Bacterial community analysis of stabilized soils in proximity to an exhausted mine

Jae Eun Park, Byung Tae Lee, Byung Yong Kim, Ahjeong Son

Research output: Contribution to journalArticlepeer-review

6 Scopus citations


Soil stabilization is a soil remediation technique that reduces the mobility of heavy metals in soils. Although it is a well-established technique, it is nonetheless essential to perform a follow-up chemical assessment via a leaching test to evaluate the immobilization of heavy metals in the soil matrix. Unfortunately, a standard chemical assessment is not sufficient for evaluation of the biological functional state of stabilized soils slated for agricultural use. Therefore, it is useful to employ a pyrosequencing-based microbial community analysis for the purpose. In this study, a recently stabilized site in the proximity of an exhausted mine was analyzed for bacterial diversity, richness, and relative abundance as well as the effect of environmental factors. Based on the Shannon and Chao1 indices and rarefaction curves, the results showed that the stabilized layer exhibited lower bacterial diversity than control soils. The prevalence of dominant bacterial populations was examined in a hierarchical manner. Relatively high abundances of Proteobacteria and Methylobacter tundripaludum were observed in the stabilized soil. In particular, there was substantial abundance of the Methylobacter genus, which is known for its association with heavy metal contamination. The study demonstrated the efficacy of (micro)biological assessment for aiding in the understanding and post-management of stabilized soils.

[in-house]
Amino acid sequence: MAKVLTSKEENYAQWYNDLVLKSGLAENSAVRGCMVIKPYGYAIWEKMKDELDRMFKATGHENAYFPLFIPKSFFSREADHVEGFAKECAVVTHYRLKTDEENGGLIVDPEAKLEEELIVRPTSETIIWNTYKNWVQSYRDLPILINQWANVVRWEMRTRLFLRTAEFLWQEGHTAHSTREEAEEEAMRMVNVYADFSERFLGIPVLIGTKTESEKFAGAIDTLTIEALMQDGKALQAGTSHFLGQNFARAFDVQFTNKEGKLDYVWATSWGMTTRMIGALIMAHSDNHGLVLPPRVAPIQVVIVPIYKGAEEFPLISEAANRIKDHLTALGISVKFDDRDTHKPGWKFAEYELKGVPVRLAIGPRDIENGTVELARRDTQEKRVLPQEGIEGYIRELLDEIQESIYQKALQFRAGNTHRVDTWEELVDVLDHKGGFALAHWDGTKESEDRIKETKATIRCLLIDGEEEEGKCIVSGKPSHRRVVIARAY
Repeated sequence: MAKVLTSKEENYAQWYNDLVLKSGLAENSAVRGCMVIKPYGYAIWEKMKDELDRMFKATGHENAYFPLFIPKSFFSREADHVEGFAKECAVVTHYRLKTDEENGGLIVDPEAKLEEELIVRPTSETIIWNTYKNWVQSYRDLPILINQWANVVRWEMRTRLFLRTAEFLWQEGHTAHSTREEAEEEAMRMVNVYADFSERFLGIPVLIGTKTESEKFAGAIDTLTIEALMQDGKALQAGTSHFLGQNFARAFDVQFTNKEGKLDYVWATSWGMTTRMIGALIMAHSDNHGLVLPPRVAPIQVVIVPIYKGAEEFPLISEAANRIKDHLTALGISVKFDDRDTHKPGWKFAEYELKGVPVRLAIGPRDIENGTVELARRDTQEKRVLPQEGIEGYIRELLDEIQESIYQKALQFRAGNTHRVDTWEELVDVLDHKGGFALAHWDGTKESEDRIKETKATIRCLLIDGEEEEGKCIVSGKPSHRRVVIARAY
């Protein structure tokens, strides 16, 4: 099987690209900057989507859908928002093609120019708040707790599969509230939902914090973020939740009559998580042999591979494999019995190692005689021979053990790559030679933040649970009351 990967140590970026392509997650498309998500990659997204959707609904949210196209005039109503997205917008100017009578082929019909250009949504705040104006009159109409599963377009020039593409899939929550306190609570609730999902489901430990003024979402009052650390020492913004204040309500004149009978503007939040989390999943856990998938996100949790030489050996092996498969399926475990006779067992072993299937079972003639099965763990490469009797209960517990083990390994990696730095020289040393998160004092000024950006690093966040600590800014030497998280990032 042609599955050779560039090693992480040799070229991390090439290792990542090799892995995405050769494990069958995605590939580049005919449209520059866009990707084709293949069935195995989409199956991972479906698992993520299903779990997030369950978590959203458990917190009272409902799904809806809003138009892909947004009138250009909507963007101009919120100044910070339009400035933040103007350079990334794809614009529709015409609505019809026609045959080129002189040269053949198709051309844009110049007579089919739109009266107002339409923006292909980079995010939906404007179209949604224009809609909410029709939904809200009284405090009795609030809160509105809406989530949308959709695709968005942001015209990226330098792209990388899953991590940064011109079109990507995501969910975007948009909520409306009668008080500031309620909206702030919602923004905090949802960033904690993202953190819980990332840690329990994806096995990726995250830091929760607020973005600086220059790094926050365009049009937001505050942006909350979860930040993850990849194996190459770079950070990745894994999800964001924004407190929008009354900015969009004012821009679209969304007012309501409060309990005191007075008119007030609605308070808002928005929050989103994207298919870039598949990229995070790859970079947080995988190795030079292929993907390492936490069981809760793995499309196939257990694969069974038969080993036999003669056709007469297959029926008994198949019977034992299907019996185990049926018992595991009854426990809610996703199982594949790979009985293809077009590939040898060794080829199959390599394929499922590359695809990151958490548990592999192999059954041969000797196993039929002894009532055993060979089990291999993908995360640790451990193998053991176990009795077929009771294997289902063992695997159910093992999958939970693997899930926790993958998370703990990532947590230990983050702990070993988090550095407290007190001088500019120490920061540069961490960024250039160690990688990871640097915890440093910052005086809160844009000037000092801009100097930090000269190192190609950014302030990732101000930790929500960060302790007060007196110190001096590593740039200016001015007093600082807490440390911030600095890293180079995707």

Original languageEnglish
Pages (from-to)420-429
Number of pages10
JournalEnvironmental Engineering Research
Issue number4
StatePublished - 1 Dec 2018

Bibliographical note

Publisher Copyright:
© 2018 Korean Society of Environmental Engineers.


  • Bacterial community analysis
  • Heavy metal
  • Methylobacter
  • Pyrosequencing
  • Soil stabilization


Dive into the research topics of 'Bacterial community analysis of stabilized soils in proximity to an exhausted mine'. Together they form a unique fingerprint.

Cite this